My other memory is of that blimp. An actual blimp you could ride on. Actual transport. You even had to wait for it to arrive. I remember laughing hysterically at my friend Kenny deliberately falling off every time the blimp started to depart. His false apologies. "Guys, so sorry. I fell off again." Jumping off to go and wait with him for the next blimp to come. Everybody filing on like good passengers. Him, just when it starts moving, walking straight off the side. "Sorry guys, I keep falling off." Everybody roaring with laughter.

Before World of Warcraft became the strangely serious, dour pastime we know it as these days, it felt like the Wild West. It was uncharted territory, and it was cartoonish and fun. And then people started chasing their elite this and legendary that and it all became a bit too heavy. It became a world for people who were a bit weird. That first day, I swear, it didn't feel like the world was just a front for stats and numbers.

The New World

I really don't care about the stats and numbers. I barely care about levelling up. The reason why I loved the first Guild Wars was that you could reach the maximum level so quickly, and then just get on with exploring and playing.

Here's me in a house. Not my house, sadly. Just a house.

I get that you need to level to be able to see the world in most of these games. It's the only reason why I do it. If there's some level-80 dragon somewhere, I need to be strong enough to face it just so that I can see where it lives. "Fight you in a minute, big man. Just checking out your nice cave." I seriously can't wait to see where all those big bad guys live. I'm expecting that they'll be displaying some serious interior decorating skills alongside their special attacks. Honestly, I'm horrible to play with in these games.

"Why is Oskar Latrey just standing looking at a wall? Has he disconnected?"

As new worlds go, Guild Wars 2 might just be the most beautiful one I've ever visited. I'll definitely come back tomorrow, and the next day. And forget what I said at the start of this piece. There's a chance that every day in Guild Wars 2 might be as special as the first. Around every corner there seems to be a new visual delight, and that will be enough to keep me going. I want to see it all.

But beauty isn't everything. Yesterday wasn't my greatest ever first day in a new world.

Second Life

No world has been sneered at as much as this one. And I understand why people sneer. I do. But my first day in Second Life was unforgettable. It was magic.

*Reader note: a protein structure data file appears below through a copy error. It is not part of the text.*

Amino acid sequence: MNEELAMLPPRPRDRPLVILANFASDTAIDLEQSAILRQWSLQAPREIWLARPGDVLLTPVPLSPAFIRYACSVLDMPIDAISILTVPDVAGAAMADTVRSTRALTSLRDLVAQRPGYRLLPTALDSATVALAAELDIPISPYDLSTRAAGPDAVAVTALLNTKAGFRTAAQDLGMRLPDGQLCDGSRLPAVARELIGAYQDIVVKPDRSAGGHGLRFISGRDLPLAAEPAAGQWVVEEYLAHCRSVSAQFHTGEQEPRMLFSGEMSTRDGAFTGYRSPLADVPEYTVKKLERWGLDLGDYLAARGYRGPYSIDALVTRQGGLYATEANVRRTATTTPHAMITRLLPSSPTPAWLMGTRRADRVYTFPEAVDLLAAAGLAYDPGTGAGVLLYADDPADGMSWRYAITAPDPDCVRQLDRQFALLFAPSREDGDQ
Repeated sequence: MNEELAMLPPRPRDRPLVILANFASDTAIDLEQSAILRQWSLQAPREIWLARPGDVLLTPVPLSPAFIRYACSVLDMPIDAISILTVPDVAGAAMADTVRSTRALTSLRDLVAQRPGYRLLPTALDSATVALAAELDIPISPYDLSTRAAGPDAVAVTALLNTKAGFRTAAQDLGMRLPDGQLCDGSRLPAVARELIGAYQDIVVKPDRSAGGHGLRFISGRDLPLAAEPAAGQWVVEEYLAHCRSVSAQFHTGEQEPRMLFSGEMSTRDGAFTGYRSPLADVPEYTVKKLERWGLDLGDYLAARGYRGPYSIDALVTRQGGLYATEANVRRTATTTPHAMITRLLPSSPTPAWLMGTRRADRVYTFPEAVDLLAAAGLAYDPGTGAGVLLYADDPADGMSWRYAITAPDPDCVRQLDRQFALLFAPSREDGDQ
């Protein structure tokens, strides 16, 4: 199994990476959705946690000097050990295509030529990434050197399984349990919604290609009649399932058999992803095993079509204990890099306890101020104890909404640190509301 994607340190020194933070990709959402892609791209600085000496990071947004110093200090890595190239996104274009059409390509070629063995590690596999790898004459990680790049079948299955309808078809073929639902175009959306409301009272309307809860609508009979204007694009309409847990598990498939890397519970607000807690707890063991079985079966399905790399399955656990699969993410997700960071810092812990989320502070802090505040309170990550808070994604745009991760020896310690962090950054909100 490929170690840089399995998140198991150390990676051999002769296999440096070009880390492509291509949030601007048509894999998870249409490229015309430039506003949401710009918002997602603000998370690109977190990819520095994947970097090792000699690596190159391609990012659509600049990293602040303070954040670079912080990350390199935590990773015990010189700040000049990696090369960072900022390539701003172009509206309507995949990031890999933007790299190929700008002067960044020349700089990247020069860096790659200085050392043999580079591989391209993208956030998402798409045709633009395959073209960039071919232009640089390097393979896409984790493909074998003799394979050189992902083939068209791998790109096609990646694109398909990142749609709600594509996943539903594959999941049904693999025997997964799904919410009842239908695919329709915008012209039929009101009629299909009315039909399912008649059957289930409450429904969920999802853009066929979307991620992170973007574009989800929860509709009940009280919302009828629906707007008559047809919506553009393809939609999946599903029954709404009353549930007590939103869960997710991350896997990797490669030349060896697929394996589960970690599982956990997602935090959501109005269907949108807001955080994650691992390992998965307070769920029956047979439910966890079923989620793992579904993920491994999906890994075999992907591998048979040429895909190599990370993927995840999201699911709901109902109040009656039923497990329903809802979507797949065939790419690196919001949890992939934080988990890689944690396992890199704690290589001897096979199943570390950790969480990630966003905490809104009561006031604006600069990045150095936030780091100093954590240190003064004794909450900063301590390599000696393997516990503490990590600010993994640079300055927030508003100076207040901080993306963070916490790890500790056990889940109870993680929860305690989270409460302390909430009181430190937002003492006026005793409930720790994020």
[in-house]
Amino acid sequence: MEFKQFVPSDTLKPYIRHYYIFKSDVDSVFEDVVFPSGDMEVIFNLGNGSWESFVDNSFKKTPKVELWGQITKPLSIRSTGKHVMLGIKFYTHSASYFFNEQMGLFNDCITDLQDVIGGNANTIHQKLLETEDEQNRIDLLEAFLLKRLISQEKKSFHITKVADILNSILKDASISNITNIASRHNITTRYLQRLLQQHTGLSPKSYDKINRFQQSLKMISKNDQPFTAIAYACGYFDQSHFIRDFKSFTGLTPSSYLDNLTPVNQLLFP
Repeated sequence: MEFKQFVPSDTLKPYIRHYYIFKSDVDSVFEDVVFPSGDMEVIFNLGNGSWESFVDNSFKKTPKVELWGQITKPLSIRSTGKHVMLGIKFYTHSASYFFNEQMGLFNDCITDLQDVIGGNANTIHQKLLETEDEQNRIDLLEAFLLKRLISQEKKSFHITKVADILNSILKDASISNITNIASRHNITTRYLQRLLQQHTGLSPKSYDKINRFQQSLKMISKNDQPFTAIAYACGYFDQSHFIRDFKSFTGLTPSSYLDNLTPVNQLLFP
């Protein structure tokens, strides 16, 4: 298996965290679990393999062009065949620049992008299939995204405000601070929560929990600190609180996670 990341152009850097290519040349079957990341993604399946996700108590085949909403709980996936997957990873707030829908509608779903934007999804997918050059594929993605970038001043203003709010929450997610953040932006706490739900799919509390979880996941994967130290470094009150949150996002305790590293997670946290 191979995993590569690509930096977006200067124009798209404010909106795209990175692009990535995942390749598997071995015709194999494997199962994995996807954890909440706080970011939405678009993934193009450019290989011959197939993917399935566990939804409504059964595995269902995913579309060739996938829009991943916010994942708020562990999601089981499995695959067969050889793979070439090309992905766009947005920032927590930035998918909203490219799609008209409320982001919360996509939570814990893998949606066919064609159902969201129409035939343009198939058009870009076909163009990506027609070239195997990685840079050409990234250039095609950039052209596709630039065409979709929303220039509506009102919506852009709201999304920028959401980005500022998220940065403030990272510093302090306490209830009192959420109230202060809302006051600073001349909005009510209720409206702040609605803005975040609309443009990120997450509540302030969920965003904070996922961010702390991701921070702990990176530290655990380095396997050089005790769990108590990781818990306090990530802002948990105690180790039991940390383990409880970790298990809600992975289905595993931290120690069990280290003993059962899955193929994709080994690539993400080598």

Beauty isn't a naturally occurring human thing. A lucky few are born with a version of it. Our artists strive to create it. But, left to our own devices, we are a tacky race of creatures. We live in tacky homes, surrounded by tacky things. We do tacky stuff. We enjoy tacky music. We're tacky. Aliens would look down on us and decide not to visit, saying, "Ooh no. It's a bit... tacky."

Second Life was a virtual world mirror machine, producing the most honest reflection of what we are. It's the truth of humanity let loose in a new world. And does that make it a bad thing? No. It makes it hilarious, because we're ridiculous people.

I've never laughed so much while sitting at my PC than when I first visited Second Life. What a day.

  • I danced with Kenny (him again) in an otherwise empty disco, after touching a ball that made us fold up into child-sized monstrosities.
  • I got picked up in a penis bus. It was a bus shaped like a penis, full of weirdos, and the physics of the thing didn't work. We just bounced around and stuck to people's foreheads.
  • I took part in a bodybuilding contest and lost to a rectangle.
  • I visited a stately manor where an old man was teaching "correct behaviour" to women, and I ruined their weird fun by throwing wrestling rings at them and speaking in Mexican.
  • I got a boob job.

I fell in love with it. My first day turned into a week, and then a month. I bought land (with real money) and built a giant warehouse that contained a full-size wrestling ring and a big screen. One night a bunch of us sat and watched Night of the Living Dead on that screen, and we were all naked. Willies out. Top hats on.

I love visiting new worlds, and I recommend the one Guild Wars 2 offers you. But I'm waiting for another one we can all build together, without restriction. A mad, stupid, horny, funny world we'd later regret. That would be a great first day, wouldn't it?